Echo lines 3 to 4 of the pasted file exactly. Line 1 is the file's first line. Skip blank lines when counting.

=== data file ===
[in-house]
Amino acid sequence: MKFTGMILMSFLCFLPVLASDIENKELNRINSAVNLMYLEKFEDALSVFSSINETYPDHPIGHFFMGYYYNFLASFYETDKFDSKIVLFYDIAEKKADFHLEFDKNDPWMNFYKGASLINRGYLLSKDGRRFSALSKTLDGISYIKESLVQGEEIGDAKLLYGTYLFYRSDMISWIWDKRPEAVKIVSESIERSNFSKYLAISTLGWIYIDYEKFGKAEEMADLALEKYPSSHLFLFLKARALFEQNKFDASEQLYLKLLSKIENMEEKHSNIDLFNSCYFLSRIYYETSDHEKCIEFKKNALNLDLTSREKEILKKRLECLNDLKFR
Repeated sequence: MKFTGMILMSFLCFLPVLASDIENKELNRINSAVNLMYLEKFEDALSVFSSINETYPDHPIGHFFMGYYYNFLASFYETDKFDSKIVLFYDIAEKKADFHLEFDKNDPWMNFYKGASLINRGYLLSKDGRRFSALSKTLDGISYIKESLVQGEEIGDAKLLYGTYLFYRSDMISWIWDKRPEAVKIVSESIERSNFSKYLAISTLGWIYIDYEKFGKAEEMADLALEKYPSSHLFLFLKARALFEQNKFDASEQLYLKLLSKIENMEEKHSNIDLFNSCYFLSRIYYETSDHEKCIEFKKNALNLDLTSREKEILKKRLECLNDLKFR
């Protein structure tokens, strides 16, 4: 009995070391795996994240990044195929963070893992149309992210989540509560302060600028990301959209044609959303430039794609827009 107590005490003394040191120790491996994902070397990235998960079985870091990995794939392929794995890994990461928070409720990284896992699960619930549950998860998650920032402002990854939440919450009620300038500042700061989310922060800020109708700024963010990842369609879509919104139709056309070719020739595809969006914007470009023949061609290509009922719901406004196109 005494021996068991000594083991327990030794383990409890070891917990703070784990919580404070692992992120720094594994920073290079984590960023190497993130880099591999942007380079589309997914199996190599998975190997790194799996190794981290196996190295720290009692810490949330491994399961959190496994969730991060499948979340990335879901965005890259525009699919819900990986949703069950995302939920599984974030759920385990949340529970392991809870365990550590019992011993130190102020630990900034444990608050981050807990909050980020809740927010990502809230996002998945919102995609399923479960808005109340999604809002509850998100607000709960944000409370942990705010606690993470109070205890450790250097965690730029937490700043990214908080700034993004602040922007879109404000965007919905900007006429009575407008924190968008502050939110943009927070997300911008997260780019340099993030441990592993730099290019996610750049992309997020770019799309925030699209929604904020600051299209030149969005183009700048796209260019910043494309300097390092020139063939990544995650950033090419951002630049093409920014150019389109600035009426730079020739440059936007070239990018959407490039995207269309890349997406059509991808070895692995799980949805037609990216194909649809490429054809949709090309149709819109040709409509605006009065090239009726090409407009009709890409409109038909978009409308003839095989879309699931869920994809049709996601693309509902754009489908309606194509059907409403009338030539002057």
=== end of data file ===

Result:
Repeated sequence: MKFTGMILMSFLCFLPVLASDIENKELNRINSAVNLMYLEKFEDALSVFSSINETYPDHPIGHFFMGYYYNFLASFYETDKFDSKIVLFYDIAEKKADFHLEFDKNDPWMNFYKGASLINRGYLLSKDGRRFSALSKTLDGISYIKESLVQGEEIGDAKLLYGTYLFYRSDMISWIWDKRPEAVKIVSESIERSNFSKYLAISTLGWIYIDYEKFGKAEEMADLALEKYPSSHLFLFLKARALFEQNKFDASEQLYLKLLSKIENMEEKHSNIDLFNSCYFLSRIYYETSDHEKCIEFKKNALNLDLTSREKEILKKRLECLNDLKFR
């Protein structure tokens, strides 16, 4: 009995070391795996994240990044195929963070893992149309992210989540509560302060600028990301959209044609959303430039794609827009 107590005490003394040191120790491996994902070397990235998960079985870091990995794939392929794995890994990461928070409720990284896992699960619930549950998860998650920032402002990854939440919450009620300038500042700061989310922060800020109708700024963010990842369609879509919104139709056309070719020739595809969006914007470009023949061609290509009922719901406004196109 005494021996068991000594083991327990030794383990409890070891917990703070784990919580404070692992992120720094594994920073290079984590960023190497993130880099591999942007380079589309997914199996190599998975190997790194799996190794981290196996190295720290009692810490949330491994399961959190496994969730991060499948979340990335879901965005890259525009699919819900990986949703069950995302939920599984974030759920385990949340529970392991809870365990550590019992011993130190102020630990900034444990608050981050807990909050980020809740927010990502809230996002998945919102995609399923479960808005109340999604809002509850998100607000709960944000409370942990705010606690993470109070205890450790250097965690730029937490700043990214908080700034993004602040922007879109404000965007919905900007006429009575407008924190968008502050939110943009927070997300911008997260780019340099993030441990592993730099290019996610750049992309997020770019799309925030699209929604904020600051299209030149969005183009700048796209260019910043494309300097390092020139063939990544995650950033090419951002630049093409920014150019389109600035009426730079020739440059936007070239990018959407490039995207269309890349997406059509991808070895692995799980949805037609990216194909649809490429054809949709090309149709819109040709409509605006009065090239009726090409407009009709890409409109038909978009409308003839095989879309699931869920994809049709996601693309509902754009489908309606194509059907409403009338030539002057």